FCC: ISPs Should Cut Off Net Access for Spambots

The Federal Trade Commission is urging ISPs to take a tougher stance on compromised computers known as "spam zombies."

The Federal Trade Commission is urging ISPs to take a tougher stance on compromised computers known as "spam zombies," including cutting off Internet access for the machines, which experts believe are responsible for sending out huge volumes of unsolicited e-mail messages.

The FTC joined with government agencies from 20 countries announcing Operation Spam Zombies in an effort to alert ISPs about the problem. ISPs should consider several options to stem the zombie problem, including better user education, anti-virus protection and even denying Internet access for problem machines, FTC officials said.

The FTC action is just the latest foray by the U.S. governments trade and consumer protection agency into the spam problem. The statement on spam zombies is similar in structure and intent to Operation Secure Your Server, a 2004 initiative by the FTC and agencies in 26 countries that urged ISPs to crack down on so-called open relays that spammers use to forward e-mail, said Don Blumenthal, Internet lab coordinator at the FTC in Washington. "Its an international effort, again, to alert ISPs and remind them about the problem of spam zombies."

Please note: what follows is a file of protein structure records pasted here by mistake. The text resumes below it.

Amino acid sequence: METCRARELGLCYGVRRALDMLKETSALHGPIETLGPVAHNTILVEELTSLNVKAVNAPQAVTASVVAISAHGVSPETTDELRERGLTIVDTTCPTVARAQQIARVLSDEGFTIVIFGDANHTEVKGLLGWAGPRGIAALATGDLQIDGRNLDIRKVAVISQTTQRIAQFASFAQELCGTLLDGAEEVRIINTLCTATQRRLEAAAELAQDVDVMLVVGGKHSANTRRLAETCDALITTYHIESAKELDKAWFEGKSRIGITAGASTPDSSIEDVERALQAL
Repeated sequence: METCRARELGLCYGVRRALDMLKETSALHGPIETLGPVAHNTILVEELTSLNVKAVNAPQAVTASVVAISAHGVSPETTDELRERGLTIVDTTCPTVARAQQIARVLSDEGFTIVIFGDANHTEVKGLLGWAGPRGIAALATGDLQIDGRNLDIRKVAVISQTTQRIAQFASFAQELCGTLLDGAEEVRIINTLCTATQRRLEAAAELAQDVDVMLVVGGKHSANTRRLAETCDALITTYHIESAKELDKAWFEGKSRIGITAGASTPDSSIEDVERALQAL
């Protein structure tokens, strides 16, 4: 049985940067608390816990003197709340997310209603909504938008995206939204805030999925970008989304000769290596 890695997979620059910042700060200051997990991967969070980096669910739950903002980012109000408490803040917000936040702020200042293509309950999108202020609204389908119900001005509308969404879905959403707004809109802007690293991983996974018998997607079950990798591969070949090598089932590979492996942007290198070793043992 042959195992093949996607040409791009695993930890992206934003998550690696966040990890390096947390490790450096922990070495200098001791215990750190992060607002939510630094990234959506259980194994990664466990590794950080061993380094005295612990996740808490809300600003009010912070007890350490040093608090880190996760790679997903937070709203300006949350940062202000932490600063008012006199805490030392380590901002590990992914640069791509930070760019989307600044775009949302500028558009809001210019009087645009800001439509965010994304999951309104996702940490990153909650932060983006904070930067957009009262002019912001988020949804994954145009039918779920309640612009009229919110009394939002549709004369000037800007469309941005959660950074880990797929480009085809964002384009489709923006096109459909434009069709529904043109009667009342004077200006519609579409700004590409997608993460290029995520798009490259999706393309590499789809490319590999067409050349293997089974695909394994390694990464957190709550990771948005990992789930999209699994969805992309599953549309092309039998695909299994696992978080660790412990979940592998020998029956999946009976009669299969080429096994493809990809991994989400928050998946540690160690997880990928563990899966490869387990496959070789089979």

The FTC suggested business and network practices ISPs can use to eliminate spam zombies and steps to prevent computers from being turned into zombies in the first place.

The agency will also commission audits of zombie behavior by ICG Inc., of Princeton, N.J., an enterprise threat management company that has expertise in researching the source of spam and has worked with ISPs, Blumenthal said. Those audits will begin in July, he added.

The FTC will not stipulate best practices or demand that ISPs cut off zombie machines, although it will suggest that ISPs deny access to spam zombies where appropriate, Blumenthal said.

Recent FTC anti-spam actions

  • April 2004 FTC adopts rule requiring sexually explicit spam to be labeled as such in the subject line; FTC files complaints against two spam operations, the first criminal prosecutions under the federal CAN-SPAM Act
  • September 2004 FTC and the National Institute of Standards and Technology host e-mail authentication summit to stop spam
  • January 2005 FTC charges corporations and individuals for violation of CAN-SPAM labeling provision for sexually explicit e-mail
  • May 2005 FTC announces Operation Spam Zombies to remove zombies from Internet